How can I find a job while having a mental health condition?

Do you think someone with a mental health condition can work? The answer is that yes, many people with mental health conditions can and do work. While finding a job you enjoy can help improve your mental health and give you a sense of purpose. Studies show that most adults with a serious or severe mental health condition want to work and about 6 out of 10 can succeed with the right kind of support. More than 1 in every 4 women who work have a disability of some type (a physical disability or a mental health condition).

The women whose mental health conditions have affected their ability to accomplish daily tasks may have more trouble finding a job, especially if they have been out of the workforce for a long time. If you don’t have a full-time job right now, you may want to try a part-time job or volunteering before committing to full-time work. You can also take an online test, called a skills assessment or an interest assessment, which an help you learn more about the types of work you might enjoy. Check with the mental health agency where you receive mental health services.

Your state may offer several different ways to find employment, including:

  • Vocational Rehabilitation (rehab) Services. Rehab services help a person with a serious mental health condition or disability find and keep a job. Different states and communities have different requirements for who is eligible to get vocational rehab services.
  • Supported employment which this type of program helps people with serious mental illnesses get jobs in the community and be successful in the workplace.
  • Clubhouses which are settings that allow people with serious mental health conditions to live and work together, providing services and support to one another.
  • Lastly, Local Public Employment Office which operates employment offices in all 50 states. You can find job counselors and information about opportunities available in your area. Visit the DOL’s service locator to find an office near you.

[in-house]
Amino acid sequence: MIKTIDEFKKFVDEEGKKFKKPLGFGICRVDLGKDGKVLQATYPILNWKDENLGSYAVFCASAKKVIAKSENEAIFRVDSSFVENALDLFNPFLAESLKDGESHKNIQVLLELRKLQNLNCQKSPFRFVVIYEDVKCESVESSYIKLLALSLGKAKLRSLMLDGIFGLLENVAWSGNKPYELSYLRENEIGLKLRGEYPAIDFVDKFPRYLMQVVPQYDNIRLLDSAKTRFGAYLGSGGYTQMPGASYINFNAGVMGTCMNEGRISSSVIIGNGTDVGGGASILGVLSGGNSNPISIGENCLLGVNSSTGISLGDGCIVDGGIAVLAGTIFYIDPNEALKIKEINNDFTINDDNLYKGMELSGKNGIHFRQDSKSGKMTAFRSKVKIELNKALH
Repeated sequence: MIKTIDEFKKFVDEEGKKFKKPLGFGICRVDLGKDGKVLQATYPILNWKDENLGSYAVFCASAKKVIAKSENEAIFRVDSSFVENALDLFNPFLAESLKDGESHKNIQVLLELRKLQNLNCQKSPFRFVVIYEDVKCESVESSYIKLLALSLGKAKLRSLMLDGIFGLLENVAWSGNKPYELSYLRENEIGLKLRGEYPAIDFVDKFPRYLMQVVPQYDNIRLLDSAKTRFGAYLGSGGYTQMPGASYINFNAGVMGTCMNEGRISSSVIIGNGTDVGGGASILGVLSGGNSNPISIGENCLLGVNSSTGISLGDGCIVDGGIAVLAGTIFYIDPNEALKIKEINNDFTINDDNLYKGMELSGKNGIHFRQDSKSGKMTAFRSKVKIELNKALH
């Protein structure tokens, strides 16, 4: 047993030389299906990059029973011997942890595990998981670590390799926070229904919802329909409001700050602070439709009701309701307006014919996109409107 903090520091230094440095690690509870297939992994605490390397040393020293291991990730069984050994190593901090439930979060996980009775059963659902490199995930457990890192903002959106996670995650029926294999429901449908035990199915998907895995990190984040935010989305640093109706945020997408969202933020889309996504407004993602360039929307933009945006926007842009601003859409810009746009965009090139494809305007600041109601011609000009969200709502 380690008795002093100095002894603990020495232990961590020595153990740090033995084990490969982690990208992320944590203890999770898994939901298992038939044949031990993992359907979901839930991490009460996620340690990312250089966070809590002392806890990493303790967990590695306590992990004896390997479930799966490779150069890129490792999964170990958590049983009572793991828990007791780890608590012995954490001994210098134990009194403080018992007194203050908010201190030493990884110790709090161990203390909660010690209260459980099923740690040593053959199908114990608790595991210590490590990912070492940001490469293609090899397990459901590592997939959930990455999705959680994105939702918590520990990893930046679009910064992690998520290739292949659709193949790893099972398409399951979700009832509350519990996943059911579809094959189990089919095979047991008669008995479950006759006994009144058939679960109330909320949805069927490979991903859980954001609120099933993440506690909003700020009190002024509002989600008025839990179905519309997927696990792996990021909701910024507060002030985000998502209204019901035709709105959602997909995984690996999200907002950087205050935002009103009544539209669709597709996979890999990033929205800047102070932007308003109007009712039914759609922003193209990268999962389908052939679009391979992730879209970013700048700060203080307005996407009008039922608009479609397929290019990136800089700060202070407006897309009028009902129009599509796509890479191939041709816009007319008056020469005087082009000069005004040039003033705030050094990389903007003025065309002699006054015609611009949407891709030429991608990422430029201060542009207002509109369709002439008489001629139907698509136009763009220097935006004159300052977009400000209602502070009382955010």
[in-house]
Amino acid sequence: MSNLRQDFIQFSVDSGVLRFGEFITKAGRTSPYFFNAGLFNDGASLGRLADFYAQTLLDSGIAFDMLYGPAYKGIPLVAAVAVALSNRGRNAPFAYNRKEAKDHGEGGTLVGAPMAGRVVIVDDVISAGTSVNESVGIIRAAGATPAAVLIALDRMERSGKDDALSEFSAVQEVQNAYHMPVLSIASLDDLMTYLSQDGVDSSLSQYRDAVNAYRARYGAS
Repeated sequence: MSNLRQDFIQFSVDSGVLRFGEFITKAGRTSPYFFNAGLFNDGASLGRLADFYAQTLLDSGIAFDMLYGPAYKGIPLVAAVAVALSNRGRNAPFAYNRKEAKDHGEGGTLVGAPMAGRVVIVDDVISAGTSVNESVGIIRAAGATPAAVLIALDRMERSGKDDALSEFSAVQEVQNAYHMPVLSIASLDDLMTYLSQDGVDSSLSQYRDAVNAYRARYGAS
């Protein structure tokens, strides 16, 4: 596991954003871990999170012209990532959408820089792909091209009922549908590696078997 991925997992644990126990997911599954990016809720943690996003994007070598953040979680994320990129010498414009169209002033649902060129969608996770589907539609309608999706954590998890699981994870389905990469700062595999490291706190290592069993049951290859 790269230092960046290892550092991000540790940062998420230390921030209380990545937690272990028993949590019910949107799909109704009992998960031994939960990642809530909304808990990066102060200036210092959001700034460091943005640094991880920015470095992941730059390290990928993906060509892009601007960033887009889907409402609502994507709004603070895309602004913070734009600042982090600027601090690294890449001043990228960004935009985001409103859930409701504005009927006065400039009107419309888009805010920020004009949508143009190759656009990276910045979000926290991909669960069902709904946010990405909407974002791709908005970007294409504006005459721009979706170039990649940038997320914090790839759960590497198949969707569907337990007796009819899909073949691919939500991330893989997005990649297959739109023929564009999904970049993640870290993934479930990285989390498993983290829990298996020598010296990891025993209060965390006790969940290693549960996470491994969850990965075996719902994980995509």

As you can see, there are so many ways to have a person who is mentally disabled work in the workforce. They have to learn how to accommodate you and your health issues. Also, the person with the mental health condition has to learn coping skills. Sometimes, simple coping skills can help you get yourself a job.

In conclusion, no matter what someone with a mental health condition can indeed work. I have depression and anxiety, yet I still can work. I learned how to cope with my anxiety and my depression in order to be able to work. Sometimes people just need someone to talk to which can help them get through their work day.

In the workforce, you are protected by certain laws to protect you regardless. Your mental health condition can protect you from getting legally fired. If you’re fired for any reason relating to your medical issues then you can honestly sue the company that you’re being fired from. Legally, a person with mental health conditions are protected by so many laws just like a person with a physical disability and an intellectual disability. There are plenty of organizations out there who helps people with disabilities to find jobs, this includes mental health conditions as well. People with disabilities whether they be physical, intellectual, or mental health disabilities are just like anyone else, they deserve the same chances as someone who doesn’t have a disability or isn’t mentally disabled.

Outbursts could happen, this is sometimes part of a mental health condition. Employers cannot discriminate against someone regardless of mental or physical disabilities. Everyone needs equal opportunity. Let it be known that I have both a physical and a mental disability and yet I’m still able to work. Coping skills and sometimes coaching is important when working with a physical and/or mental disability. The appropriate determination on what to do is based on how you can focus and communicate with others about what you need. Talk to those who can help you and see how they can be of assistance to you in obtaining and maintaining a job.

 

https://www.womenshealth.gov/mental-health/living-mental-health-condition/working-mental-health-condition

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